Portrait Of A Computer Forensic Examiner

While data can be recovered from any computer, expert Ives Potrafka believes that corporate IT departments have far less control over what happens on PCs used for work.

Thomas Claburn, Editor at Large, Enterprise Mobility

September 26, 2008

4 Min Read

Ives Potrafka, a forensic examiner with the Center for Computer Forensics, sees a lot of data theft. Those responsible tend to be ex-employees, either starting up a company while employed or going to a competitor and taking trade secrets.

According to Potrafka, when insiders steal corporate data, they tend to do it via noncorporate e-mail accounts or using external storage media.

Potrafka spent four years as a Special Agent, Computer Forensic Examiner, and Internet Investigator in the High Tech Crime Unit in Michigan Attorney General's Office, and served as a law enforcement officer for 24 years. "Certainly, hacks take place. ... Those are the ones that makes the papers," he says. "But it's more common that it's insider-related and employee-related."

Nowadays, Potrafka tends to work for clients in civil actions, though he still works on the occasional criminal case. A lot of his work involves e-mail analysis and keyword searches.

"A few years ago, we did a case for a major banking corporation where the president of the corporation and the majority of the staff, all within a two-to-three day period, resigned and went to another bank," he said. "We got a call on a Saturday from IT at the bank asking us to come look at some computers at the bank on Monday. Rather than wait until Monday, we came in on Saturday night and started looking at them and by Monday morning, we had found out that the president plugged in an external hard drive to his computer two days before he resigned."

The bank's attorneys then filed a legal demand to see that hard drive, Potrafka said. When they received it, they found stolen files.

Encryption can be an issue, but it isn't a common problem. "If a file is truly encrypted, without the key, you're not looking at it," Potrafka said. "But very honestly, we don't see much of it."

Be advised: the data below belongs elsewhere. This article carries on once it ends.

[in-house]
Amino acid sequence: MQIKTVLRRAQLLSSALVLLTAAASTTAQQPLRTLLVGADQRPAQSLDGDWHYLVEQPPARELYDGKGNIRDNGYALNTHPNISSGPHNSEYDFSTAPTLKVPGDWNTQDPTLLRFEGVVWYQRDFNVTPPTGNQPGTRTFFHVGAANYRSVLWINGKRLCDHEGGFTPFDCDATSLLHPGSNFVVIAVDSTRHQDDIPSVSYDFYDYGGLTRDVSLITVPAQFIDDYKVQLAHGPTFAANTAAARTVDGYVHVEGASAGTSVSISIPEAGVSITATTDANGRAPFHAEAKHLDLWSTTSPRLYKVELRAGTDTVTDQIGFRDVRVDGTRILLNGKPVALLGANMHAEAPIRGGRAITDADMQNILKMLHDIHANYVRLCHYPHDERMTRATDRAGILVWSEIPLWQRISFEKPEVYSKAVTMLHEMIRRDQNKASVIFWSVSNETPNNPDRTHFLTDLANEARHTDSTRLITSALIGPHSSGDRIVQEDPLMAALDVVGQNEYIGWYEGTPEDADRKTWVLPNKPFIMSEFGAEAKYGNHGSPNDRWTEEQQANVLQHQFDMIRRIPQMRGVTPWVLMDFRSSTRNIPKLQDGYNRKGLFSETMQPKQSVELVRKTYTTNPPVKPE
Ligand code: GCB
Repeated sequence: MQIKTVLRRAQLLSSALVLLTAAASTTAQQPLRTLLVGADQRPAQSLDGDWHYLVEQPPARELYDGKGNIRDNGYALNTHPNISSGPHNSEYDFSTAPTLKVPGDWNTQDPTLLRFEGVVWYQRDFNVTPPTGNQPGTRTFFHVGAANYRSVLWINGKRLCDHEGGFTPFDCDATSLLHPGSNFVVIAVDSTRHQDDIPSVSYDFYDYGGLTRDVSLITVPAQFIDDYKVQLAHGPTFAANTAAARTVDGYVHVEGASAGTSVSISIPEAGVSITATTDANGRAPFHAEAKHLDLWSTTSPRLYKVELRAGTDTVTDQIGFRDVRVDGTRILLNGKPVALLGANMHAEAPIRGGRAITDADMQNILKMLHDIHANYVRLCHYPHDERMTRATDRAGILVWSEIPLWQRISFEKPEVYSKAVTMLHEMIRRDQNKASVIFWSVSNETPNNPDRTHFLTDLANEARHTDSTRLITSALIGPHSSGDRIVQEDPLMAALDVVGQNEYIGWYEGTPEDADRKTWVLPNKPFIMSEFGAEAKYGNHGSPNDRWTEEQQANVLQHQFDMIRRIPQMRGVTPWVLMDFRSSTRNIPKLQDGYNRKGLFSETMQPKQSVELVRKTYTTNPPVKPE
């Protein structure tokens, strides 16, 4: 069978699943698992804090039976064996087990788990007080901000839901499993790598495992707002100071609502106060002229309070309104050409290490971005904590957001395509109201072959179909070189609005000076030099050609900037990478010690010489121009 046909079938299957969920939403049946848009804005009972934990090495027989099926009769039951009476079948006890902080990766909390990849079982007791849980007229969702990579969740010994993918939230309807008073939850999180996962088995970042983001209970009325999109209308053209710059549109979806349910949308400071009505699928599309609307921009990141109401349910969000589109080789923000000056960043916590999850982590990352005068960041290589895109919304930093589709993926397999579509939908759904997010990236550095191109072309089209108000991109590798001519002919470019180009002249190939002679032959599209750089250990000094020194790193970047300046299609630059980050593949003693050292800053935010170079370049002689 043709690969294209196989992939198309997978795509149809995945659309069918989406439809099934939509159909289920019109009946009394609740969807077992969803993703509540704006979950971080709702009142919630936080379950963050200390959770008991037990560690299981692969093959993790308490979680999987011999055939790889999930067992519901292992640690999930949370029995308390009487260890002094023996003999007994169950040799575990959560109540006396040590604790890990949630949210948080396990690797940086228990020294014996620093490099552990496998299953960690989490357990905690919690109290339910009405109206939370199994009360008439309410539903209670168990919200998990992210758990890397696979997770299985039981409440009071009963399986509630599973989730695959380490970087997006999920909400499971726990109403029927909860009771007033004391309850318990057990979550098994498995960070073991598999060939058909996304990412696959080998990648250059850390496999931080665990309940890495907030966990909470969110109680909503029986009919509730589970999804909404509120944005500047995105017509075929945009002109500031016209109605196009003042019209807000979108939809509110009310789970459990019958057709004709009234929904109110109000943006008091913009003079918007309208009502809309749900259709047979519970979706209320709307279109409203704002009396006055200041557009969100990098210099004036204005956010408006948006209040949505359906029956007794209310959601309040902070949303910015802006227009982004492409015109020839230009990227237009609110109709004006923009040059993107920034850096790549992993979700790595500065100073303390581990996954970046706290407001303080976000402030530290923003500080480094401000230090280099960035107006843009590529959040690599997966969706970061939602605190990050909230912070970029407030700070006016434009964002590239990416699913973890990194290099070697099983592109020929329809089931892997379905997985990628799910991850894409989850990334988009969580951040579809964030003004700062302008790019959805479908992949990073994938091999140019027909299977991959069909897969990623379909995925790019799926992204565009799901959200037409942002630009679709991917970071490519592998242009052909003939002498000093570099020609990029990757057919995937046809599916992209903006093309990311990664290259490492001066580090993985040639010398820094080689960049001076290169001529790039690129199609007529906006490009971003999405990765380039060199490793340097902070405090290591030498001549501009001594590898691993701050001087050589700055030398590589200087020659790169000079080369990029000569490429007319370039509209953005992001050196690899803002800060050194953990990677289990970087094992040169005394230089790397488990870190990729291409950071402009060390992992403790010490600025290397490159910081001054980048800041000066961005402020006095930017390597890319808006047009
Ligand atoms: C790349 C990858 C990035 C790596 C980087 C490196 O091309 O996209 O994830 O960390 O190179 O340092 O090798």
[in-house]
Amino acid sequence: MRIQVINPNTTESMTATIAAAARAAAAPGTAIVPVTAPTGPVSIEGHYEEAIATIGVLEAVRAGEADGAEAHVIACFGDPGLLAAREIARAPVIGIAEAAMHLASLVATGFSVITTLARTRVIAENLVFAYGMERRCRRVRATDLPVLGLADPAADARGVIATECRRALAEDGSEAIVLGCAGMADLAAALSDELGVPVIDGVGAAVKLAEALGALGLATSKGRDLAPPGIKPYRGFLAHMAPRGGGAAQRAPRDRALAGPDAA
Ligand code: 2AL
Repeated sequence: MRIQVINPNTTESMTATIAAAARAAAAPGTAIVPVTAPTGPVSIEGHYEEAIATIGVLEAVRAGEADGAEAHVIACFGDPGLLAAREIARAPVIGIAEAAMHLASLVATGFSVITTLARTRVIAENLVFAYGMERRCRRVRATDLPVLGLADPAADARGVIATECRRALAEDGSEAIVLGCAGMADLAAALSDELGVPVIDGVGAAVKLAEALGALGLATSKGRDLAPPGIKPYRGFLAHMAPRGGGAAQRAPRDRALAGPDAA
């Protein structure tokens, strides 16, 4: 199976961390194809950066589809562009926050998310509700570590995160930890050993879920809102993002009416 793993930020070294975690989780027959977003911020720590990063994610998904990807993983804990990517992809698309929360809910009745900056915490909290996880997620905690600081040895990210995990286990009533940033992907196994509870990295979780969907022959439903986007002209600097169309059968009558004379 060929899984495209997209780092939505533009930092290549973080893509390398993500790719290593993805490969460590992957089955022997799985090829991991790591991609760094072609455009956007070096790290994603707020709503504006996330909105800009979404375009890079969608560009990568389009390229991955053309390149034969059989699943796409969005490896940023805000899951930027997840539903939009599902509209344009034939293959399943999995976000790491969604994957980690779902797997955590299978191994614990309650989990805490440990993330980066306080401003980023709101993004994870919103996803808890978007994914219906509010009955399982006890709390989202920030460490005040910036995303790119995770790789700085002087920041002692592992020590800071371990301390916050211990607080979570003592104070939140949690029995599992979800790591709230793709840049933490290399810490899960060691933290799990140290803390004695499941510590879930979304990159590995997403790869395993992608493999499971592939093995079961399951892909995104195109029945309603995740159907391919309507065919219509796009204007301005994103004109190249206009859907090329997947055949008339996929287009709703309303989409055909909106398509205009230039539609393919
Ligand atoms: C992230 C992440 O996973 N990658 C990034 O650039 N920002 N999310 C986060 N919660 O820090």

Potrafka participated in a homicide investigation several years ago in which he was asked to construct a timeline that showed when a murder victim had been using her computer.

"It was a case where the husband came over and killed his ex-wife," he said. "She had been connected to America Online. And the America Online records showed she was online the entire time, from like 8:00 p.m. or 9:00 p.m. until 7:50 am the next morning, when her son found her deceased. We were asked to look at the computer and show when she was really using it. ...Working with Microsoft and America Online, we were able to show that she stopped using the computer about 10:50 p.m., which is about her estimated time of death. It kind of blew a hole in the husband's defense." Potrafka was also involved in an industrial espionage case involving the sale of trade secrets to China.

"We were asked to analyze an engineer's laptop computer and desktop computer and his PDA," he said. "We were able to show where he had been taking trade secrets out of the country, actually, and selling them to China."

Potrafka said he sees a lot of trade secret theft. Such cases, he said, often involve fired or departing employees who take contact lists, price lists, or plans when they leave. He said he works closely with clients to encourage them to preserve their data, because bringing in new employees to work on the same computer as someone who just left the company overwrites what the former user of the computer was doing.

The blurring of boundaries between work and home life poses a problem for forensic investigations, Potrafka said. While data can be recovered from any computer, corporate IT departments have far less control over what happens on personal computer equipment that's used for work. "When the sales manager leaves and he has been working at home, it's not so easy for IT to go and look at his home computer," he said.

The ideal scenario from an IT perspective, Potrafka said, is for companies to provide and own the equipment that workers use at home.

Investigating Windows machines is the easiest, said Potrafka, because more tools have been developed for Windows forensics. "When you're getting into the Apple Macintosh world and the Linux world, the investigations become more complex," he said.

Major forensic software packages include EnCase Forensic (Windows, Linux, AIX, OS X, Solaris), Forensic ToolKit (Windows), MacForensicLab (Mac OS X, Linux, Windows), and Blackbag Technologies (Mac OS X), to name a few.

So what should you do if you think your company's security has been breached? InformationWeek has published an independent analysis on the topic. Download the report here (registration required).

About the Author(s)

Thomas Claburn

Editor at Large, Enterprise Mobility

Thomas Claburn has been writing about business and technology since 1996, for publications such as New Architect, PC Computing, InformationWeek, Salon, Wired, and Ziff Davis Smart Business. Before that, he worked in film and television, having earned a not particularly useful master's degree in film production. He wrote the original treatment for 3DO's Killing Time, a short story that appeared in On Spec, and the screenplay for an independent film called The Hanged Man, which he would later direct. He's the author of a science fiction novel, Reflecting Fires, and a sadly neglected blog, Lot 49. His iPhone game, Blocfall, is available through the iTunes App Store. His wife is a talented jazz singer; he does not sing, which is for the best.

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